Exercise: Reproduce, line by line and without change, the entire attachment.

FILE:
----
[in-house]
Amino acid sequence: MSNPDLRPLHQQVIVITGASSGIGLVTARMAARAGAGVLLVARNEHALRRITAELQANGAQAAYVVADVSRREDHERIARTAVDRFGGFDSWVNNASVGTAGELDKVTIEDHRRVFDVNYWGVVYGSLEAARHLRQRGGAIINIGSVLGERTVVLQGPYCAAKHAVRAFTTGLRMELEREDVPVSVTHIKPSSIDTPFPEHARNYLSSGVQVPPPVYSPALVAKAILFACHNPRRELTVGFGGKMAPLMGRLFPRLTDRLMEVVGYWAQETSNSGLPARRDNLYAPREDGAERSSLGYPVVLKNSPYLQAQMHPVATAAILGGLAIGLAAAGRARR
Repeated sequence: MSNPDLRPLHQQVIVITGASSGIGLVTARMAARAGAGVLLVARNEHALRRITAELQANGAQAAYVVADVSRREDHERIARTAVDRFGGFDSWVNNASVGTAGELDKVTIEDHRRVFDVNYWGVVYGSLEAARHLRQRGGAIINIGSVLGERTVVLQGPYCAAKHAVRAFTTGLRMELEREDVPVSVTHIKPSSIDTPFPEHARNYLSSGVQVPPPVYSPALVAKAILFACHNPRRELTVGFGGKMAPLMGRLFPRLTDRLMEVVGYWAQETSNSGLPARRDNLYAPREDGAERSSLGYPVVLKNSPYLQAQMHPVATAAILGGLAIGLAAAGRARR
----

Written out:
[in-house]
Amino acid sequence: MSNPDLRPLHQQVIVITGASSGIGLVTARMAARAGAGVLLVARNEHALRRITAELQANGAQAAYVVADVSRREDHERIARTAVDRFGGFDSWVNNASVGTAGELDKVTIEDHRRVFDVNYWGVVYGSLEAARHLRQRGGAIINIGSVLGERTVVLQGPYCAAKHAVRAFTTGLRMELEREDVPVSVTHIKPSSIDTPFPEHARNYLSSGVQVPPPVYSPALVAKAILFACHNPRRELTVGFGGKMAPLMGRLFPRLTDRLMEVVGYWAQETSNSGLPARRDNLYAPREDGAERSSLGYPVVLKNSPYLQAQMHPVATAAILGGLAIGLAAAGRARR
Repeated sequence: MSNPDLRPLHQQVIVITGASSGIGLVTARMAARAGAGVLLVARNEHALRRITAELQANGAQAAYVVADVSRREDHERIARTAVDRFGGFDSWVNNASVGTAGELDKVTIEDHRRVFDVNYWGVVYGSLEAARHLRQRGGAIINIGSVLGERTVVLQGPYCAAKHAVRAFTTGLRMELEREDVPVSVTHIKPSSIDTPFPEHARNYLSSGVQVPPPVYSPALVAKAILFACHNPRRELTVGFGGKMAPLMGRLFPRLTDRLMEVVGYWAQETSNSGLPARRDNLYAPREDGAERSSLGYPVVLKNSPYLQAQMHPVATAAILGGLAIGLAAAGRARR